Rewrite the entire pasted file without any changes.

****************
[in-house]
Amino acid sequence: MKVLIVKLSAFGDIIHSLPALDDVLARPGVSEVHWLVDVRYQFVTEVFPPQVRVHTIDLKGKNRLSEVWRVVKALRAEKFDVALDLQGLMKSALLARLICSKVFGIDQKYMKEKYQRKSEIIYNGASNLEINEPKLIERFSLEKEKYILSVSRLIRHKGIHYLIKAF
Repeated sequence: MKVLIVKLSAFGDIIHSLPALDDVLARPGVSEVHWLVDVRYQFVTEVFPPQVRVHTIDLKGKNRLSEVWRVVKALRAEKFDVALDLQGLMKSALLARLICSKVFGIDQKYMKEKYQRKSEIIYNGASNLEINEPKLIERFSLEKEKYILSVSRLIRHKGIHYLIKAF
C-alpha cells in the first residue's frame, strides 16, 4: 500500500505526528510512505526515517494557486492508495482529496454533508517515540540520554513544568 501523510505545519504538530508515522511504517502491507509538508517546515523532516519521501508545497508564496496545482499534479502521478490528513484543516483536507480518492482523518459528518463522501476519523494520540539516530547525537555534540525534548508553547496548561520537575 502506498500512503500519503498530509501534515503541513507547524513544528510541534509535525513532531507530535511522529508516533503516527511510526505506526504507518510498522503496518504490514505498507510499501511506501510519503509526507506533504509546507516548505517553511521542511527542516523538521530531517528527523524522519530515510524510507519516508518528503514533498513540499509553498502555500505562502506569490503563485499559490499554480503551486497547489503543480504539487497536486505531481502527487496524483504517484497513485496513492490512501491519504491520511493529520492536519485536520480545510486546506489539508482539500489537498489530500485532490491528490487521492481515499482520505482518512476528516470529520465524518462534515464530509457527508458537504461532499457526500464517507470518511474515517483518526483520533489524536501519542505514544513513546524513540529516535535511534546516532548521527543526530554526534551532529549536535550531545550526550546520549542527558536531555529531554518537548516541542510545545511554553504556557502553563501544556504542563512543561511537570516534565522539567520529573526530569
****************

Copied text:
[in-house]
Amino acid sequence: MKVLIVKLSAFGDIIHSLPALDDVLARPGVSEVHWLVDVRYQFVTEVFPPQVRVHTIDLKGKNRLSEVWRVVKALRAEKFDVALDLQGLMKSALLARLICSKVFGIDQKYMKEKYQRKSEIIYNGASNLEINEPKLIERFSLEKEKYILSVSRLIRHKGIHYLIKAF
Repeated sequence: MKVLIVKLSAFGDIIHSLPALDDVLARPGVSEVHWLVDVRYQFVTEVFPPQVRVHTIDLKGKNRLSEVWRVVKALRAEKFDVALDLQGLMKSALLARLICSKVFGIDQKYMKEKYQRKSEIIYNGASNLEINEPKLIERFSLEKEKYILSVSRLIRHKGIHYLIKAF
C-alpha cells in the first residue's frame, strides 16, 4: 500500500505526528510512505526515517494557486492508495482529496454533508517515540540520554513544568 501523510505545519504538530508515522511504517502491507509538508517546515523532516519521501508545497508564496496545482499534479502521478490528513484543516483536507480518492482523518459528518463522501476519523494520540539516530547525537555534540525534548508553547496548561520537575 502506498500512503500519503498530509501534515503541513507547524513544528510541534509535525513532531507530535511522529508516533503516527511510526505506526504507518510498522503496518504490514505498507510499501511506501510519503509526507506533504509546507516548505517553511521542511527542516523538521530531517528527523524522519530515510524510507519516508518528503514533498513540499509553498502555500505562502506569490503563485499559490499554480503551486497547489503543480504539487497536486505531481502527487496524483504517484497513485496513492490512501491519504491520511493529520492536519485536520480545510486546506489539508482539500489537498489530500485532490491528490487521492481515499482520505482518512476528516470529520465524518462534515464530509457527508458537504461532499457526500464517507470518511474515517483518526483520533489524536501519542505514544513513546524513540529516535535511534546516532548521527543526530554526534551532529549536535550531545550526550546520549542527558536531555529531554518537548516541542510545545511554553504556557502553563501544556504542563512543561511537570516534565522539567520529573526530569